I also noted something interesting from last Friday’s Gartman Letter – here’s a contrarian take on China and Renminbi appreciation:

We have long maintained that Beijing cannot allow itself to appear to have bowed to American demands on the question of her own currency, nor would the US bow to demands made of it by China. The question of a nation's currencies value is either a sovereign question, or one left to the market to decide.

What we wish to warn here this morning is that the Left may have it all wrong regarding the potential for the Renminbi only to rise once it floats, for something completely different may well develop. We suggest that the Left consider the fact that so much capital has gone to China for plant and equipment over the course of the past twenty years, and has been locked up there, that when the curtains are drawn down and the Renminbi is freely floated, there may be billions upon billions of Renminbi that flee the country looking for shelter elsewhere. We can actually make the case that the Renminbi shall fall precipitously a few weeks after the float is finally announced, as "locked up" investors move their capital to the US, or Canada, or Indonesia, or anywhere the dismay and embarrassment of the Left.  'tis just a thought, but the theory is universal that the Renminbi has only one direction to move when it is floated and that is upward, and we wish to suggest that it just might be otherwise.

VRSN downgrade at JEFF.  BTM upgrade at JPHQ.  BARD ups CVGI.  AIB lower on issues regarding capital requirements.  APOL beats by 3c.  PCP upgrade at GSCO.  ThinkEquity positive ahead of MU earnings.  BELM to be acquired by Avnet for $7/share.  EOG upgrade at RBCM.  VTIV may be up for sale. 

Asia mixed overnight but China +2%.  Europe mixed but leaning slightly lower.  USD -25bps.  Oil +79bps.  Gold +62bps.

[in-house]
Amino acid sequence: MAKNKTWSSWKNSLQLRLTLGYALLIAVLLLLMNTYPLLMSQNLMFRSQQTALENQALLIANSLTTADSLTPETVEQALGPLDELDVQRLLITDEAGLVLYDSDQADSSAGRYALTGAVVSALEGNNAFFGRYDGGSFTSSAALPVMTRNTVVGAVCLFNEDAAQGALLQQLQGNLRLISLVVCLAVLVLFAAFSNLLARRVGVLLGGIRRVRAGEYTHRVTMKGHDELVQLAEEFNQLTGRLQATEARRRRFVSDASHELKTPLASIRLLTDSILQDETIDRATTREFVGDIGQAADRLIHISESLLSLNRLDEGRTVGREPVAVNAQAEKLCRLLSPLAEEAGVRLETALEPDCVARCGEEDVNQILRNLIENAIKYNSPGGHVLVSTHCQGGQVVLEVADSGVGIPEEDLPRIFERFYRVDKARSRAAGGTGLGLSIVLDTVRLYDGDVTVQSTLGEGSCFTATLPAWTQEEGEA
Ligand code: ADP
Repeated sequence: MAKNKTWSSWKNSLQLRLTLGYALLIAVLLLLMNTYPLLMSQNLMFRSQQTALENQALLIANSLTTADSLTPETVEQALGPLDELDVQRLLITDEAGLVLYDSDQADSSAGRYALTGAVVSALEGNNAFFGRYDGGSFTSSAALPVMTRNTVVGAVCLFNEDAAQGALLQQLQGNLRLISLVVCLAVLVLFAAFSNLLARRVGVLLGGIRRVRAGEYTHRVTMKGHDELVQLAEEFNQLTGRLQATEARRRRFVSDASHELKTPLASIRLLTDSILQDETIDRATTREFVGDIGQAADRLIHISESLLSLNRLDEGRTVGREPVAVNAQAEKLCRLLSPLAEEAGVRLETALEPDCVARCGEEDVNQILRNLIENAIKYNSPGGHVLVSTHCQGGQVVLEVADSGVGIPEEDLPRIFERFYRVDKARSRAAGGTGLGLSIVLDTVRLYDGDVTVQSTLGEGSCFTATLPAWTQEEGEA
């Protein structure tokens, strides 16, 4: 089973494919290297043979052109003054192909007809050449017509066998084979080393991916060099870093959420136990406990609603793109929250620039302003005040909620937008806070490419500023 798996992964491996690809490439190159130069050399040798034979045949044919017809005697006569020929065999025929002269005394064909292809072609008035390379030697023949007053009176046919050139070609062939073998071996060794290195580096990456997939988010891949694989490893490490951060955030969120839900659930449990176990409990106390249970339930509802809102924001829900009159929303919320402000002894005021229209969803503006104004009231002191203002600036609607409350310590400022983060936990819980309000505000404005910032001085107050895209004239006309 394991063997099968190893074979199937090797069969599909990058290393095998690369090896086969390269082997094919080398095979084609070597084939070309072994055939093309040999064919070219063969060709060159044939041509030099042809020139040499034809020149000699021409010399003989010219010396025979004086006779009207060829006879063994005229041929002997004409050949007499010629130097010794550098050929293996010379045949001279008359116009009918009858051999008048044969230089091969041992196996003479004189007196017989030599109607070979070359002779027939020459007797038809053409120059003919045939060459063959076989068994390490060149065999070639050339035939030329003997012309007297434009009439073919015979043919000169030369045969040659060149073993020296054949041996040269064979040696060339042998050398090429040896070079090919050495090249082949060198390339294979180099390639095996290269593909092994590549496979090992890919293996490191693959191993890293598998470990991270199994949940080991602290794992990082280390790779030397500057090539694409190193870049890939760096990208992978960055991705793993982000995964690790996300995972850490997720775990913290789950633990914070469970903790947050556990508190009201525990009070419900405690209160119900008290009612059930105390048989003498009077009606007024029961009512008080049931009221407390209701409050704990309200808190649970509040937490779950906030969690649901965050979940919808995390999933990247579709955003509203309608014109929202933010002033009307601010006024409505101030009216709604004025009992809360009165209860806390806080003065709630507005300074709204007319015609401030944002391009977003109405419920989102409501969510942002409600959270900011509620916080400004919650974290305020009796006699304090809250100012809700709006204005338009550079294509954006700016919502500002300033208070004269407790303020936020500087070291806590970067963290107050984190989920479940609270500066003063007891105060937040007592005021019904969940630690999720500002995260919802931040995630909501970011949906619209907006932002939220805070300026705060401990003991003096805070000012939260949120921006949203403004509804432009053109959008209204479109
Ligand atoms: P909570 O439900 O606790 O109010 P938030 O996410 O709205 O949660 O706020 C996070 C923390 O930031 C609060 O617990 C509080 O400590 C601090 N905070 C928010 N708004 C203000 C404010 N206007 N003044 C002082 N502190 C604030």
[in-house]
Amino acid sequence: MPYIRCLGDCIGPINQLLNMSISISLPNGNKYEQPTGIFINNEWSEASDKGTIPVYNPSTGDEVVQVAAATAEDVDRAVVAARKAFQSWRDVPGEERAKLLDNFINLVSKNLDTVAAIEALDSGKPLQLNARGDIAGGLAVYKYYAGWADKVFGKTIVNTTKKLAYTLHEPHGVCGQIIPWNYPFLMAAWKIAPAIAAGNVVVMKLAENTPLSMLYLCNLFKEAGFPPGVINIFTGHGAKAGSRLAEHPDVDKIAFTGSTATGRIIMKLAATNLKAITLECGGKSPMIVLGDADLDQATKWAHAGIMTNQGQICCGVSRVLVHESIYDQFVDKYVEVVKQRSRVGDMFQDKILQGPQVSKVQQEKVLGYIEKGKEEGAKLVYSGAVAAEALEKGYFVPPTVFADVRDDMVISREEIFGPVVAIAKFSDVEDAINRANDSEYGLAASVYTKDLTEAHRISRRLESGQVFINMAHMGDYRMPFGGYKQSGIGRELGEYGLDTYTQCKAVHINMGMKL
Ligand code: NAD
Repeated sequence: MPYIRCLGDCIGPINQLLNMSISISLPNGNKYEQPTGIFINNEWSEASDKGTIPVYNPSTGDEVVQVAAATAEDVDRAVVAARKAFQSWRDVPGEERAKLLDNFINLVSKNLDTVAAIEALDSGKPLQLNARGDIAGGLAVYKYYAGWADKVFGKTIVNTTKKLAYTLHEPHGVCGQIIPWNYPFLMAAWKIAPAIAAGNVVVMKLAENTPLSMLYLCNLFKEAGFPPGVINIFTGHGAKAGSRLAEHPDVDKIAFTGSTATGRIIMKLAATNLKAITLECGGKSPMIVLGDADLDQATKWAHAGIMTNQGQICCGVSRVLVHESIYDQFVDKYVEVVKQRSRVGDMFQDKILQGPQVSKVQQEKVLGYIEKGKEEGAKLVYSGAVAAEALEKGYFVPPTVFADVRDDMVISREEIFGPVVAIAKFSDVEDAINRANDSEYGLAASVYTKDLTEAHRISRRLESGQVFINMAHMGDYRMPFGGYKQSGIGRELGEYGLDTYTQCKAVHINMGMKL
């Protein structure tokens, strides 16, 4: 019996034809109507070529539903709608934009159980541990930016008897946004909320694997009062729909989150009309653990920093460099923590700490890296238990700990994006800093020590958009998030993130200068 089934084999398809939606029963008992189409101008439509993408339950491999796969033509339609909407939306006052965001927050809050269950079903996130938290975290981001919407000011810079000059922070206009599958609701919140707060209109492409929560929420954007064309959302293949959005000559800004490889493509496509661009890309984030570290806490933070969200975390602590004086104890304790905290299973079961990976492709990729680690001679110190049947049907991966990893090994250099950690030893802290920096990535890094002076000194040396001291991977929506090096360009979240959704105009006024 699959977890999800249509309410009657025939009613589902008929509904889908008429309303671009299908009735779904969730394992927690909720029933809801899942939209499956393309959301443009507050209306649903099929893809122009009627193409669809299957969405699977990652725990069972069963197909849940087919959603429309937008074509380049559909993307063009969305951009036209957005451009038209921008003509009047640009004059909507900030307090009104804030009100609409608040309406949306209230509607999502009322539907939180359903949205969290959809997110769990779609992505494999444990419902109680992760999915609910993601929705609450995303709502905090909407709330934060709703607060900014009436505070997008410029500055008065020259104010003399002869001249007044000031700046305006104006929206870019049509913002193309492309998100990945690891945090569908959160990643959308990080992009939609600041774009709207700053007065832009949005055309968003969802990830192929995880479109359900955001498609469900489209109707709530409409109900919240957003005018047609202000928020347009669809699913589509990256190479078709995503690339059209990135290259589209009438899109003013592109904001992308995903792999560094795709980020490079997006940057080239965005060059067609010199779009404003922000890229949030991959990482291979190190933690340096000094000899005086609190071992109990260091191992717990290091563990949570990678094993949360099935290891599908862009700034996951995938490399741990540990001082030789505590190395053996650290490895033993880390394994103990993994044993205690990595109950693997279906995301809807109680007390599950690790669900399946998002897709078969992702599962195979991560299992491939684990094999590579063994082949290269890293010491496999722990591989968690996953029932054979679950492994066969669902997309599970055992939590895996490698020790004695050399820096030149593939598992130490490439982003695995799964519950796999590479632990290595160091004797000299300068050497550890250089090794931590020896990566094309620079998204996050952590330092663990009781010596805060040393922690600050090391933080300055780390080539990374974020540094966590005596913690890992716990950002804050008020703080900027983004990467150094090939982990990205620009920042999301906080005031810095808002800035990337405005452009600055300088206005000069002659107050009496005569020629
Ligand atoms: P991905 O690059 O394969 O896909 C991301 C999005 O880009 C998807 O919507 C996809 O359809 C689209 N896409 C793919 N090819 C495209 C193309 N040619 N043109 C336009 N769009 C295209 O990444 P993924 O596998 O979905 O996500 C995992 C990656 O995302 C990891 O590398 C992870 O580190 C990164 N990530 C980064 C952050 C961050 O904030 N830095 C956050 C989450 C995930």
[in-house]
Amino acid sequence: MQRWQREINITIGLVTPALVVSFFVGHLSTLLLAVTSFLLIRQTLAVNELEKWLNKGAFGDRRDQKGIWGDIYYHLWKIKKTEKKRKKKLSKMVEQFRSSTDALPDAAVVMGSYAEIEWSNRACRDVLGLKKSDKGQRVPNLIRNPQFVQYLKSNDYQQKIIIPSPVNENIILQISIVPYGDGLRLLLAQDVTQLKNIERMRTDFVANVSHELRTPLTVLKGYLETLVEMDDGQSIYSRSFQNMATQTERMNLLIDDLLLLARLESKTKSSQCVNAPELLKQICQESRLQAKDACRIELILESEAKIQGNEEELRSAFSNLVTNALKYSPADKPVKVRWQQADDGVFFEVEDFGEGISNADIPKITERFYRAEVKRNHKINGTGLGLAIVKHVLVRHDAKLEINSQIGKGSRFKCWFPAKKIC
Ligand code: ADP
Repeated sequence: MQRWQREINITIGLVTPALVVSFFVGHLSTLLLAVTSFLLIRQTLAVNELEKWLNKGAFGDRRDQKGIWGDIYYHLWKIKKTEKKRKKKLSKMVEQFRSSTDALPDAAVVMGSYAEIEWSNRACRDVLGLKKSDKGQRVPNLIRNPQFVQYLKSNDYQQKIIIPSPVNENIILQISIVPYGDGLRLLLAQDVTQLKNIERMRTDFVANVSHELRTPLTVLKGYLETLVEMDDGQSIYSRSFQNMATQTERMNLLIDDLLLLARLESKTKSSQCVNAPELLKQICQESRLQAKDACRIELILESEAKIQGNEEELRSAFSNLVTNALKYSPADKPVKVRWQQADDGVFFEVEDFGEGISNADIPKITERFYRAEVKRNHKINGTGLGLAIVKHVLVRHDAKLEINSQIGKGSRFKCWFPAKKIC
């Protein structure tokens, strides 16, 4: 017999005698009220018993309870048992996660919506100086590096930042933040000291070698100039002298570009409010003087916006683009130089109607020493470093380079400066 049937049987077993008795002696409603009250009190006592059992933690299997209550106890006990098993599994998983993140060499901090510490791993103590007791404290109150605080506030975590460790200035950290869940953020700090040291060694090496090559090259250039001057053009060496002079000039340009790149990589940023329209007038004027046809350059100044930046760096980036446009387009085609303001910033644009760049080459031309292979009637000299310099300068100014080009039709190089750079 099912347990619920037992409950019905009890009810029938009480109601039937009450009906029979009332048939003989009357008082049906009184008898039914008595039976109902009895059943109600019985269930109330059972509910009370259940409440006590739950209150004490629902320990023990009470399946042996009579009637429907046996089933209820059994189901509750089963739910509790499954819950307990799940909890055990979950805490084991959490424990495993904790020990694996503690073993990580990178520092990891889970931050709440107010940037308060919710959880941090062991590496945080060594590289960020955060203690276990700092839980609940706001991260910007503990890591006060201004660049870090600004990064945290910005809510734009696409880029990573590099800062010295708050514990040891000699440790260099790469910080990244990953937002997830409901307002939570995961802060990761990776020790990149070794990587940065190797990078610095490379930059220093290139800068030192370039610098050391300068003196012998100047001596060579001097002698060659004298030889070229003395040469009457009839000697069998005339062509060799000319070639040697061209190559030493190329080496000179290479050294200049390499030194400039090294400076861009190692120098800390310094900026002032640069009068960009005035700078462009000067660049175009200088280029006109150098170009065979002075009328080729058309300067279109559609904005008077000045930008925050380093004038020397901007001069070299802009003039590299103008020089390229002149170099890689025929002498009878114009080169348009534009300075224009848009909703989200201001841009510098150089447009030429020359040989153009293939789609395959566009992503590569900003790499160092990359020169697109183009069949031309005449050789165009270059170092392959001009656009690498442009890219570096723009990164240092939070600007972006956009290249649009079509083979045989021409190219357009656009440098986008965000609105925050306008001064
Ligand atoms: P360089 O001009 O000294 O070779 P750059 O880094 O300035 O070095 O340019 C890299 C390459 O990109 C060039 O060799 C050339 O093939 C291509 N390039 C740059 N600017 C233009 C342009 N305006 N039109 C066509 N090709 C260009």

S&P 500 PreMarket 8:30am (last/% change prior close/volume): 
APOLLO GROUP-A           65.05    +6.15% 49844
SOUTHWESTRN ENGY     39.55    +4.91% 32685
INTL FLVR & FRAG         47.25    +3.5 %  2300
MICRON TECH                10.77    +2.67% 129205
SUPERVALU INC             16.61    +2.4 %  750
AMERICAN TOWER-A      42.63    +2.35% 2100
ITT CORP                      53.96    +2.31% 1100
LENNAR CORP-CL A        18.70    +2.19% 4300
CINTAS CORP                28.52    +2.15% 500
VIACOM INC-B               34.00    +2.13% 600
INTERCONTINENTAL       108.755 -2.09%  200
AMERICAN INTERNA       34.92    +2.08% 102525
SLM CORP                     12.84    +2.07% 150
EOG RESOURCES           91.41    +2.03% 4850
FREEPORT-MCMORAN    80.76    +2.01% 53588

Today’s Trivia:  A few more interesting company HQs…name the company associated the following headquarters:  Sandy Springs, GA; Vinings, GA; Purchase, NY; Issaquah, WA
Yesterday's Answer:  Redmond, WA - MSFT; Espoo, FINLAND - NOK; Bentonville, AR - WMT; Leiden, NETHERLANDS - IKEA; Round Rock, TX - DELL; Framingham, MA - SPLS. 

Best Quotes:  “Almost every major global equity market is higher as signs of "re-risking" continue; our S&P futures are close to the overnight highs.

Rising Treasury yields seems to have replaced Greece/EU as the next catalyst for a return to volatility.  Greece announced overnight its pricing 7 year bonds 310 bps over swaps (relatively cheap).  Consensus is they wouldn't announce this deal so soon if they couldn't get it done.

Rising Treasury yields, on the other hand, are beginning to weigh on equity investors as the 10 year is at its highest level since June '09.  There are two schools of thought by equity PM's on if this is a good/bad thing-

-  Bulls- rising yields on bonds are healthy and a sign of underlying macro improvement, and 4% is where we were pre-crisis, so this is normal and healthy.

-  Bears- the reason for higher yields is the flood of debt being issued, not underlying macro strength.  Investors are demanding higher rates to swallow our debt.  And rising rates potentially makes bonds more appealing than stocks (poor reasoning I think given Bond funds have already seen $110B inflows YTD vs. $2B domestic equity per ICI)

A few stats on the market's strength of late

-  S&P up for the fourth straight week, up 5.6% over that time.
-  the S&P has now gone 24 straight sessions without a 1% correction (Barrons)
-  Corporations ended '09 with 11.4% of assets in cash; the view is investors will demand this to be used for A) buybacks and B) deals.
-  89% of the S&P is above it's 50 dma, 96% of the financial sector is.

ISM and nonfarms on Friday; the nonfarm bogey continues to creep higher (currently 200k job gains).  Obviously equity markets will be closed, but the bond market is open Friday.”

--RBC trader note